In September 1939, the Nazis invaded Poland and World War II was underway. Eisenhower soon found himself commanding an infantry battalion at Fort Lewis in Washington state. In June 1941, he was appointed to the position of chief of staff under General Walter Krueger of the Third Army. He was told to report to Fort Sam Houston, the site of his first military posting. It seemed as if events had come full circle. At 50 years of age, Eisenhower was now beginning to see his career as nearing its end. Little did he know that it was just beginning.

Five days after the Japanese attacked Pearl Harbor, Eisenhower was summoned to Washington by General George Marshall. Marshall needed a plan to defend the Philippines from Japan and chose Eisenhower for the job. Drawing on knowledge acquired during his years in the Philippines, Eisenhower concluded that the Filipino defenses would quickly be overrun by superior Japanese numbers and strength. He recommended that General MacArthur try to hold out long enough for a U.S. base of operations to be built in Australia. Eisenhower's bleak prediction proved accurate, and his swift and decisive planning impressed Marshall. He was promoted to brigadier general and placed in charge of domestic planning for the American war effort in the Far East.

Despite a successful career, Eisenhower still felt limited by his lack of battlefield experience. He made no effort to conceal from Marshall his desire to command combat troops. One heated exchange between the two resulted in Eisenhower exclaiming, "... I came into this office from the field and I am trying to do my duty. I expect to do so as long as you want me here. If that locks me to a desk for the rest of the war, so be it!" A short time later Marshall named Eisenhower commander of the European theater of operations. On June 24th Eisenhower arrived in England to take up his assignment.

Shortly after his arrival in England, Eisenhower presented a plan for a cross-Channel invasion of Nazi-controlled France to his British counterparts. They thought the plan too risky, and shelved it in favor of an invasion of North Africa designed to drive out the Germans and Italians. Eisenhower, who had never led a single soldier into combat, would now lead 60,000 in the North African campaign. His lack of field experience showed. The Allies suffered a significant set-back at the Kasserine Pass in Tunisia, but after seven months of fierce fighting and heavy losses, they managed to defeat the Germans and push on into Italy. Eisenhower had made the necessary adjustments in personnel and strategy to turn the American defeat at Kasserine into an Allied victory in North Africa.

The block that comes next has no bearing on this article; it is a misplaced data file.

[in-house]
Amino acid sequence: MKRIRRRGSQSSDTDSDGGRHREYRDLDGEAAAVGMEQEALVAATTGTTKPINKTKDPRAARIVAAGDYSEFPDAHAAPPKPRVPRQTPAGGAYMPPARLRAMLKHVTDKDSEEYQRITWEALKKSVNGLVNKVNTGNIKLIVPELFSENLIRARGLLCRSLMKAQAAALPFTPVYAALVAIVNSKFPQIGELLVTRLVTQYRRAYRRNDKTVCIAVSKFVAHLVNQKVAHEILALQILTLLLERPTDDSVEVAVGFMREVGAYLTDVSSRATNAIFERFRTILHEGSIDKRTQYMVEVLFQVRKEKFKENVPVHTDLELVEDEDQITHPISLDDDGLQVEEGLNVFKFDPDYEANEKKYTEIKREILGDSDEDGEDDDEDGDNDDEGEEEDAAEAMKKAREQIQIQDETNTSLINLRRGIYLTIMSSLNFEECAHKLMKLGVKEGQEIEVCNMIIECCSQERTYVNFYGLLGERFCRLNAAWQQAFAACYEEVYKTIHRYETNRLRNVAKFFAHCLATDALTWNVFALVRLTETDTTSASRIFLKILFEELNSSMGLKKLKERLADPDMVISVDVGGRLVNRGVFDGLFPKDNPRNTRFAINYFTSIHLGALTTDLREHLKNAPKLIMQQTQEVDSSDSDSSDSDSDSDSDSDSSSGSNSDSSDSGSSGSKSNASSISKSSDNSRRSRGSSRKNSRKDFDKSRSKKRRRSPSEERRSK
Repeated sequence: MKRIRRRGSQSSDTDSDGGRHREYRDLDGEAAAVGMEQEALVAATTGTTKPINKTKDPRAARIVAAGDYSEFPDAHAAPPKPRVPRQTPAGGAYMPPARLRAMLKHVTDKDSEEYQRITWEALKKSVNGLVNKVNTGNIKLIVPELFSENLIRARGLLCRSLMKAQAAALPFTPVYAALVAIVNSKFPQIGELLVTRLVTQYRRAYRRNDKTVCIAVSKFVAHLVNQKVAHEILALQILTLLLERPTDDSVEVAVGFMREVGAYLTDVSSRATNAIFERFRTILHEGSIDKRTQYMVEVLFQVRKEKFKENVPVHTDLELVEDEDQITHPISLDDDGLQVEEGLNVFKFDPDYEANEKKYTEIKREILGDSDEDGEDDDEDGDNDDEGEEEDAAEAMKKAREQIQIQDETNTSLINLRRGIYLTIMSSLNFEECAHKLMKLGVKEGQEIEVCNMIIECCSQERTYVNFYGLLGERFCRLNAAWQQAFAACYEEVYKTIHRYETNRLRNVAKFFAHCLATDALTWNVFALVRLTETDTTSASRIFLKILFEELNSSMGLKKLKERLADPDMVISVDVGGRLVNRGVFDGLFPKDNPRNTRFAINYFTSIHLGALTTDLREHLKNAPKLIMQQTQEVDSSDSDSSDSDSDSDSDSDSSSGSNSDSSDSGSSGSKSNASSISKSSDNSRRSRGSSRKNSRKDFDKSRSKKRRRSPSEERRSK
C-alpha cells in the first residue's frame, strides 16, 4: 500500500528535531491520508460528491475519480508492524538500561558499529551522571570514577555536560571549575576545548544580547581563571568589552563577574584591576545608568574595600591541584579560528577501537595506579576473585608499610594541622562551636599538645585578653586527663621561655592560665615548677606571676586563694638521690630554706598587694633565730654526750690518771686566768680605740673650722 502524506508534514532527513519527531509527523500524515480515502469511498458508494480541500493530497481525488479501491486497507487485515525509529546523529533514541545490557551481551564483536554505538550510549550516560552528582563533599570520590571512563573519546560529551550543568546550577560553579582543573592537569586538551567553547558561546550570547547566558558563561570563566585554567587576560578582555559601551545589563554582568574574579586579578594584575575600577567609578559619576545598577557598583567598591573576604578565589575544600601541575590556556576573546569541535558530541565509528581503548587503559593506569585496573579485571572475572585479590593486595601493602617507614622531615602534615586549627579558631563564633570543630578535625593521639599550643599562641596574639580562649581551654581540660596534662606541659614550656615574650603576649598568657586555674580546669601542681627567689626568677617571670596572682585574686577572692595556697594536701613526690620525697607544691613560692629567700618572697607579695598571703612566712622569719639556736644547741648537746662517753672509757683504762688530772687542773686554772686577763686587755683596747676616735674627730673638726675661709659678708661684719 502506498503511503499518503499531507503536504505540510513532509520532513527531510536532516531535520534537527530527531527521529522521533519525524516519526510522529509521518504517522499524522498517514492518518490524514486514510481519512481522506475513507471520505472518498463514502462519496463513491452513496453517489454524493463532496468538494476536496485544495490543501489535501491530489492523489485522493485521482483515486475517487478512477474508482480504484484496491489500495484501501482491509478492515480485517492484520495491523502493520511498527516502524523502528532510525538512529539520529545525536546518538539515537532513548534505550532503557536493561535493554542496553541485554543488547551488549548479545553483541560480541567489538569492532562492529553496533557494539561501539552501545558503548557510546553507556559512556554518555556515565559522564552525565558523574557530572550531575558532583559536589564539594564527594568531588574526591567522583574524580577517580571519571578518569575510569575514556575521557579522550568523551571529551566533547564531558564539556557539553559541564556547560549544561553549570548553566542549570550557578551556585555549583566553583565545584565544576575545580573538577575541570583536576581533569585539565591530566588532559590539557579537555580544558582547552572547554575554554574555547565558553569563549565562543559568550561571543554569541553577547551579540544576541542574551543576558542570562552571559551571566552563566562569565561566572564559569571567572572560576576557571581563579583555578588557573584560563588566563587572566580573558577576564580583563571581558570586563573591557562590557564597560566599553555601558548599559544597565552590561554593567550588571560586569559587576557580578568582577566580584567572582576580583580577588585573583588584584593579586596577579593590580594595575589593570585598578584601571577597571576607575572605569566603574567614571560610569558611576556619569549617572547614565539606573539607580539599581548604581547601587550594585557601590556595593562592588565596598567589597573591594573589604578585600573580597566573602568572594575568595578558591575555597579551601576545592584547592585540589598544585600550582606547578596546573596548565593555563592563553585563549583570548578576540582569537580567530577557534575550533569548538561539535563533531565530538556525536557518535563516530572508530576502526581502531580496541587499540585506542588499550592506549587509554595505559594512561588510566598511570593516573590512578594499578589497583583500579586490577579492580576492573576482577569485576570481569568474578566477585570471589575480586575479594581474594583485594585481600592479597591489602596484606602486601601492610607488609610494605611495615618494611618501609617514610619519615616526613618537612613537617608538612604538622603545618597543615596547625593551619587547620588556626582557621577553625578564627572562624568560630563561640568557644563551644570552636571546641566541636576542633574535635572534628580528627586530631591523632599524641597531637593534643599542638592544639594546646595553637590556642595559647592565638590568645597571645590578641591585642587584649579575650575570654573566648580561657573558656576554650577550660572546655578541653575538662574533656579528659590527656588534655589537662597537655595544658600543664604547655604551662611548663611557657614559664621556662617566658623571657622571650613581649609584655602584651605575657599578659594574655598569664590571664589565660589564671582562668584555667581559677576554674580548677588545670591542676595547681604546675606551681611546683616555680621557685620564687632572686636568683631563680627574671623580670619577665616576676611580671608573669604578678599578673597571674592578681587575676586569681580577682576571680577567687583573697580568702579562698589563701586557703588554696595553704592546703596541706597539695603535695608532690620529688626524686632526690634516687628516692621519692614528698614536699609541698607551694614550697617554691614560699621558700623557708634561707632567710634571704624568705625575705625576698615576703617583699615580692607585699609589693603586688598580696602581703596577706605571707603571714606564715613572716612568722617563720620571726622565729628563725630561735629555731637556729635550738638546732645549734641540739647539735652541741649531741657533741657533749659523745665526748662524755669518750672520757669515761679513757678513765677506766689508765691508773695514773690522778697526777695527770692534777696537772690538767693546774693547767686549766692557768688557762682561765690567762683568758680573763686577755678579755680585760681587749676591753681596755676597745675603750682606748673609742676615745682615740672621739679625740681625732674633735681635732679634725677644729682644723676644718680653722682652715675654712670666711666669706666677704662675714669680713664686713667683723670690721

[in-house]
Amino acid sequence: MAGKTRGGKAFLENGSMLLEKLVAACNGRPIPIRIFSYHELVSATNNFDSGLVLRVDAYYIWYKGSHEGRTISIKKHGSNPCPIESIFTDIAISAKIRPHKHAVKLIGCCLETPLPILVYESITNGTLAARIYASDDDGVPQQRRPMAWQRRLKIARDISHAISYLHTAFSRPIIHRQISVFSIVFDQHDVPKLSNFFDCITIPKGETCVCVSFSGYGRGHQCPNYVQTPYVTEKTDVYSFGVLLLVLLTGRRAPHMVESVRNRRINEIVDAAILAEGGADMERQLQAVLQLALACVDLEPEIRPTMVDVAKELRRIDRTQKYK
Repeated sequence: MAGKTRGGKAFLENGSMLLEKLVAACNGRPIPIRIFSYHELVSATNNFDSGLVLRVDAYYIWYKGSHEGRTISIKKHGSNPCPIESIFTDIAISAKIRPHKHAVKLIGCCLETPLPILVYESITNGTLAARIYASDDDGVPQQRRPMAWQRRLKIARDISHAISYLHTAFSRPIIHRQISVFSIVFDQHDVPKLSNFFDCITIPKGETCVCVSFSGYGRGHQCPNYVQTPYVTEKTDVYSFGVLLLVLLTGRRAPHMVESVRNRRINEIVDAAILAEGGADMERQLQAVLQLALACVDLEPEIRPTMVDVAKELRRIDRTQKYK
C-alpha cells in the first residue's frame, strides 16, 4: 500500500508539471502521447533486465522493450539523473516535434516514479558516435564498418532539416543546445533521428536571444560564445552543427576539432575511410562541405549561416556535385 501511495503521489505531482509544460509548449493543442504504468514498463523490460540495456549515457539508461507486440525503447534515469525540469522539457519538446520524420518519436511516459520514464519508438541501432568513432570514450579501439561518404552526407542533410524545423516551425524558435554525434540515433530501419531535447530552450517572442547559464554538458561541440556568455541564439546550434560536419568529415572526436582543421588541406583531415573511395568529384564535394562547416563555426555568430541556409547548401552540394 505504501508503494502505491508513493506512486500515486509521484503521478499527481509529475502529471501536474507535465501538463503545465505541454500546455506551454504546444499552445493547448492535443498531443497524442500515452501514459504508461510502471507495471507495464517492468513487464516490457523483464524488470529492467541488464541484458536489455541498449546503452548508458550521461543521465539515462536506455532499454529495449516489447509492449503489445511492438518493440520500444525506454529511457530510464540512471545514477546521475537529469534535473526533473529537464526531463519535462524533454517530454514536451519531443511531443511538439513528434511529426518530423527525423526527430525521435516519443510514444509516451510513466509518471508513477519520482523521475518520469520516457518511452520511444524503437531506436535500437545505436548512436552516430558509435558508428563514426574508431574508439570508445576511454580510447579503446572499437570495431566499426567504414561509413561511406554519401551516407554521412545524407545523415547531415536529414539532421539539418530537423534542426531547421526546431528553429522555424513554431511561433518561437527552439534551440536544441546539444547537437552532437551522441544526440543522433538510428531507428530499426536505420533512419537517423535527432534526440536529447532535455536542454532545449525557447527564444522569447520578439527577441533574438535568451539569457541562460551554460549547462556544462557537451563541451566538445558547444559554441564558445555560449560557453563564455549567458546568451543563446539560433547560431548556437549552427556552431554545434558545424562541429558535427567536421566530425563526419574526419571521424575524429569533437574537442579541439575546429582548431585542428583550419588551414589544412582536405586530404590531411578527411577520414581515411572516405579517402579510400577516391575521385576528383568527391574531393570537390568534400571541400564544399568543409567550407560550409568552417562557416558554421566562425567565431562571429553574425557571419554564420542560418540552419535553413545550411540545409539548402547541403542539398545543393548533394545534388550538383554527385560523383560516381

That December, President Roosevelt arrived in North Africa to confer with Winston Churchill and Josef Stalin and to set a date for the long awaited invasion of Nazi-occupied Europe. Operation Overlord would be the largest amphibious landing in history with logistics so complex as to defy comprehension. The effort would require cooperation between contentious American and British generals, as well as the integration of armies from the expanses of the British empire with units from the defeated Polish and French armies. Only one man had the expertise and the skills to organize such a diverse force -- the General who in North Africa, had shown himself capable of team work. When Roosevelt asked Eisenhower how he felt about his new title, "Supreme Commander," Eisenhower replied, "it has a ring of importance, like Sultan."

As he waited in his command trailer for word regarding the June 6, 1944 Allied invasion of Normandy, Eisenhower said to his personal assistant, Kay Summersby, "I hope I know what I'm doing. There are times when you have to put everything you are and everything you have ever learned on the line." In orchestrating and leading the D-Day assault on the beaches of Normandy, France, Eisenhower had certainly put it all "on the line." His gamble paid off handsomely. After meeting initially heavy resistance from German forces, the Allies were successful in winning control of the beach. When Eisenhower went ashore on June 12th, German forces had been driven back and the liberation of France was underway.

Many lives would be lost before Germany surrendered, but the success at Normandy irrevocably turned the tide in favor of Eisenhower and the Allies. Eisenhower took the victory in France and moved methodically, and patiently, pushing the Germans back toward their own border and to eventual defeat.

British and American historians continue to debate whether Eisenhower's slow advance along all fronts delayed the war unnecessarily and cost many more lives. Some argue that a more concentrated push would have taken advantage of the disarray of the German army in the aftermath of Normandy and would have resulted in a quicker victory. But Eisenhower's strategy in the closing months of the war reflected the lessons he had learned during his long career in the military. The Supreme Commander of the Allied forces had long ago learned the value of calculating patience.